The obvious approach is to find more stopgaps like Aaron Harang and Jerome Williams. Options like Jeff Samardzija, Jordan Zimmermann, Scott Kazmir, and Mike Leake might serve as a compromise between aggression and conservatism. And, of course, the Phillies are well-situated to add buy-low veterans on short-term deals, possibly flipping those that work out at the trade deadline. In my opinion, the team would ideally add three veteran starters. They should also be active on the trade market.
3. Resolve the Howard situation. The Phillies have done everything they can to find a taker for Howard. He’s still a decent hitter against right-handed pitching, slashing .262/.314/.499 this season (119 wRC+). In trade rumors, he’s been tied to the Orioles on multiple occasions. Camden Yards is extremely friendly to left-handed power. If Baltimore fails to re-sign Chris Davis, Howard could offer an inexpensive alternative.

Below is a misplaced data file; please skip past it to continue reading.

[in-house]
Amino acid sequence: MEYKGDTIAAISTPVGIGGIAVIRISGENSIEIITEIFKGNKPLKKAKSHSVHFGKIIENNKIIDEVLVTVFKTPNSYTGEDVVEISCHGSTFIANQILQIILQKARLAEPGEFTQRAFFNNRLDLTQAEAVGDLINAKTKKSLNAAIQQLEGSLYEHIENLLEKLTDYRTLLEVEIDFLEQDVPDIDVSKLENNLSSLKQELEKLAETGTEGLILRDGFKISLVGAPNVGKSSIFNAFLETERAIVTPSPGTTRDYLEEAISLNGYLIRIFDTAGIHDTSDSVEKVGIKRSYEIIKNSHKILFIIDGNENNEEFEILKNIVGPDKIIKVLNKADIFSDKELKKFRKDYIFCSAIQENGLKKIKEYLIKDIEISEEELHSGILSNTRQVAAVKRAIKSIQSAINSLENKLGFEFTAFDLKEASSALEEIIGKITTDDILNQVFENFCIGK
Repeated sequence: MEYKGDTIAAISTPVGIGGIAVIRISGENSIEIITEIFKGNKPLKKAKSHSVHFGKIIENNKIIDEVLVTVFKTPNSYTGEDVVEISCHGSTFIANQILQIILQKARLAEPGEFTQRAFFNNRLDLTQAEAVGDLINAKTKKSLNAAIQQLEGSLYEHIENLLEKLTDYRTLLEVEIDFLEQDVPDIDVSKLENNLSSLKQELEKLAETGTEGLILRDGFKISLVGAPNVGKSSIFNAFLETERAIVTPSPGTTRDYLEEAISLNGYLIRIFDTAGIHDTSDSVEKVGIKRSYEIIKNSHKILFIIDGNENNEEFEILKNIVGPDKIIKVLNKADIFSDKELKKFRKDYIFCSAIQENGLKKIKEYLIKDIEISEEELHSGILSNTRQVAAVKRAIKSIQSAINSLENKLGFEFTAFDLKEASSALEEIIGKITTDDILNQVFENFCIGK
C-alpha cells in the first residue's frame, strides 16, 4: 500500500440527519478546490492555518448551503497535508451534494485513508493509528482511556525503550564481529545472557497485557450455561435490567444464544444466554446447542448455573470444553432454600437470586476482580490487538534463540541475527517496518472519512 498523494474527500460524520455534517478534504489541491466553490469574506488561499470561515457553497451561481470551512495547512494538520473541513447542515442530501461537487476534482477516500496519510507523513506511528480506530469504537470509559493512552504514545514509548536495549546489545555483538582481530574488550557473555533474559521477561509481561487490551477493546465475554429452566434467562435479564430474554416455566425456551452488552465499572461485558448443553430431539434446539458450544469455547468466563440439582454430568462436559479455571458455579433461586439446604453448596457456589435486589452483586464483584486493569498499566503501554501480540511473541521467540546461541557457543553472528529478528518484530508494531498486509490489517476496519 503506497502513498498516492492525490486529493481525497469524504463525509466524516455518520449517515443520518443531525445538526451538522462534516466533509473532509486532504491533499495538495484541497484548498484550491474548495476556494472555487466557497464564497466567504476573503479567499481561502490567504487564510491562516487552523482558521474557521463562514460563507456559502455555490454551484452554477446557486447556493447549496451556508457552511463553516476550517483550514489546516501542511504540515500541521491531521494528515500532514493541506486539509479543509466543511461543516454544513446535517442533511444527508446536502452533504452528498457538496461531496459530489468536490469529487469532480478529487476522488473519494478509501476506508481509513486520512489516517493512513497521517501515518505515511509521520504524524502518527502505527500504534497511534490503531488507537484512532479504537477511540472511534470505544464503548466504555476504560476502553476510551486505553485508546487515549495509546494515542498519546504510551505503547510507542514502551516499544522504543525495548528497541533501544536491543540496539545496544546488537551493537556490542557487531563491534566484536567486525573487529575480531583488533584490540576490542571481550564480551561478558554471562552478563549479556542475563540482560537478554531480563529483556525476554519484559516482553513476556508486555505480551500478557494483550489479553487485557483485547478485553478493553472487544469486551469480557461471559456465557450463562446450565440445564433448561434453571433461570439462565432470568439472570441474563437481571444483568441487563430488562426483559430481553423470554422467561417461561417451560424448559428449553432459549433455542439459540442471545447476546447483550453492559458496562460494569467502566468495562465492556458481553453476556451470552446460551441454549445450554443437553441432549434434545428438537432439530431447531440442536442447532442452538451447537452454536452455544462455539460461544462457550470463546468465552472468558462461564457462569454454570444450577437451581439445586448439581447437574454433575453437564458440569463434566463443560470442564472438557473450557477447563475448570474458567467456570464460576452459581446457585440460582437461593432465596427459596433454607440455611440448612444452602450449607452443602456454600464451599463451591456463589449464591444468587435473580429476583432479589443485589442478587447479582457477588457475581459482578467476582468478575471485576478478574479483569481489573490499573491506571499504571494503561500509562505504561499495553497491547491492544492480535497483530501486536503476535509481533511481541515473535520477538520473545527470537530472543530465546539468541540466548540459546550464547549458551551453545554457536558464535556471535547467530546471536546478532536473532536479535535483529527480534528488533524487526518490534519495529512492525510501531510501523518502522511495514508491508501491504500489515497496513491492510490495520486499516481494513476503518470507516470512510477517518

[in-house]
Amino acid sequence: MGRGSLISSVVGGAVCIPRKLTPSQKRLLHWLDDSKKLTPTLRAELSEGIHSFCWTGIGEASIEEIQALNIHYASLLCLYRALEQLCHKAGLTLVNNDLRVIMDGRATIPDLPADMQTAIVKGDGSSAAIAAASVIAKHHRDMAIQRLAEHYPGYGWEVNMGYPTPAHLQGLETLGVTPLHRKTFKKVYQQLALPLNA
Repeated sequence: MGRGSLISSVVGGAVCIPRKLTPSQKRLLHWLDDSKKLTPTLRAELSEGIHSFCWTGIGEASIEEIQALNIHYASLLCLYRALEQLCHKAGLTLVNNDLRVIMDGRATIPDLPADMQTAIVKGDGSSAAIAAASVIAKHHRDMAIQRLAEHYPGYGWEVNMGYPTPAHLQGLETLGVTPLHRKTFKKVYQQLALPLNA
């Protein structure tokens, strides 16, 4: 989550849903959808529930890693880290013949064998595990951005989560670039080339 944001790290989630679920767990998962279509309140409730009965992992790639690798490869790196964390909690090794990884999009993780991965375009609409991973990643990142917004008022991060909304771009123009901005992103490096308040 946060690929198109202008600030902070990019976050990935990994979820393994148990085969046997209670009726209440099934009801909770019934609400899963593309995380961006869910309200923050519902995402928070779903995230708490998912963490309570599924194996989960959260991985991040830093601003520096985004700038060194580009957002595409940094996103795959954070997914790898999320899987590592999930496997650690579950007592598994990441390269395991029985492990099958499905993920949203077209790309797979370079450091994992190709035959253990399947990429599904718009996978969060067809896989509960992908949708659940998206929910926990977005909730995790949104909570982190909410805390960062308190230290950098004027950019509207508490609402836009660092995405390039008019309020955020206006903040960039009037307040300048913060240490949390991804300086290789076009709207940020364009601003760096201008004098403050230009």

Regardless of what happens, the Phillies will be on the hook for most or all of the remaining $35MM guaranteed to Howard. They’re unlikely to acquire a meaningful prospect in return for him. So why bother with a trade? It’s a matter of opportunity cost.
So long as Howard remains with the club, they aren’t evaluating new options on the major league roster. They could try to acquire a position-less, Quad-A power bat or even trade for a blocked prospect like Dan Vogelbach. Top Korean power hitter Byung-ho Park may be posted this offseason. Howard’s presence on the roster doesn’t stop the club from pursuing these alternatives, but it does reduce the urgency to make a move. And it may block the discovery of a pleasant surprise like Chris Colabello, Danny Valencia, or Justin Bour.